You drive through and you really don't care about anything but your fast food fix.
It's been a fine business model for a long time, and rarely finer than during the pandemic.
Yet, amid McDonald's increasing reliance on tech-driven drive-thru and delivery, one issue seemed like it might disturb the firmament of success.
McDonald's was insisting that its franchisees owed it money for the fine technology that was driving business toward ever-higher revenues.
Every six months, franchisees have to pay McDonald's a fee, you see, for all the latest innovations -- such as robot drive-thrus. Suddenly, McDonald's was claiming that the fee had to paid monthly. Oh, and that the franchisees were already in arrears.
Well, technology is expensive, isn't it?
Some franchisees insisted McDonald's didn't have it right. And, by the way, they said McDonald's didn't have the right tech anyway. This was all getting a little fraught.
So much so that just as McDonald's was experimenting with robot drive-thru ordering in Chicago, franchisees were threatening to sue over the technology fee affair.
Naturally, I eagerly looked out for the lawsuit. I desperately wanted there to be startling revelations about McDonald's use of technology, especially its legendarily capricious ice-cream machines.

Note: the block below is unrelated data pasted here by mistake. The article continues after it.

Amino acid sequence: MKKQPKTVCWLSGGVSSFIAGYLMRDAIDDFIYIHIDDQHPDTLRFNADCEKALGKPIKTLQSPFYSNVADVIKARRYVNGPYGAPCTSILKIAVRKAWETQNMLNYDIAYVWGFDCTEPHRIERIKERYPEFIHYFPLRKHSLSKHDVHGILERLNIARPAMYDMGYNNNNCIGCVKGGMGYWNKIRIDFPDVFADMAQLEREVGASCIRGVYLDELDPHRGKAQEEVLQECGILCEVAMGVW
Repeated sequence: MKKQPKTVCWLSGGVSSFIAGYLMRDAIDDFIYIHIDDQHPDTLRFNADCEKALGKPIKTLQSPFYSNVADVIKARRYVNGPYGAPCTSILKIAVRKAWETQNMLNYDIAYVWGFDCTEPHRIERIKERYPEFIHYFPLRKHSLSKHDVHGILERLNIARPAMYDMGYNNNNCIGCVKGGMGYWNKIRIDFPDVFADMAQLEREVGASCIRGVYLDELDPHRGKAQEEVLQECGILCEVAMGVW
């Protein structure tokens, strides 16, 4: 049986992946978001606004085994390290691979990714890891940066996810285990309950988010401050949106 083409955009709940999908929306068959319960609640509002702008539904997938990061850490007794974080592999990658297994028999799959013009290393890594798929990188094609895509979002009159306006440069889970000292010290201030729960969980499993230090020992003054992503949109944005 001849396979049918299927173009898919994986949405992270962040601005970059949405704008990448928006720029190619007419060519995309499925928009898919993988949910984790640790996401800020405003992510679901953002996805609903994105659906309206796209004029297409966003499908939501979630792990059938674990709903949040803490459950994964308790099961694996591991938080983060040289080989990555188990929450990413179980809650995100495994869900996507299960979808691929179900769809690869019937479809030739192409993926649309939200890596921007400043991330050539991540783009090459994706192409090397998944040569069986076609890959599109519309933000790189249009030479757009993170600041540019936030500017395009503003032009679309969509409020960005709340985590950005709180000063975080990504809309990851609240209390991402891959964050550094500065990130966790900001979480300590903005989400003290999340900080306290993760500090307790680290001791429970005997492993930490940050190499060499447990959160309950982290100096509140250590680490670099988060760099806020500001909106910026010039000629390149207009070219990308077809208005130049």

Wait, so this had been rumbling along for more than six months before McDonald's suddenly conceived it might have its numbers in a twist?
Had McDonald's been counting its nuggets before they were hatched?
Please forgive me, but I had to chuckle on learning that McDonald's called in the finely calibrated accountants at KPMG to tell them that maybe, maybe these numbers weren't quite right. And lo, suddenly both parties were issuing a joint statement saying how happy they were that the issue was settled.
This, though, wasn't the most entertaining part of this absurd little contretemps.
Not long before the technology fracas was finally put to rest, McDonald's CEO Chris Kempczinski joshed that this whole thing was really all about a "rounding error."
No, really. His actual words as presented by Restaurant Business: "In the grand scheme of things, those are rounding errors in the overall health of franchisees."
So months and months of kvetching about poor technology, silent sulking, and threats of lawsuits all revolved about a rounding error?
Naturally, I want there to be a moral for this story. As the world becomes ever more tech-driven, I don't want any more conflicts than are necessary. In this case, matters clearly became roundly personal, which suggests relationship errors may have been committed.
Might I suggest that, in future times, McDonald's sorts out its tech-charging disputes with a bun fight, rather than, well, this?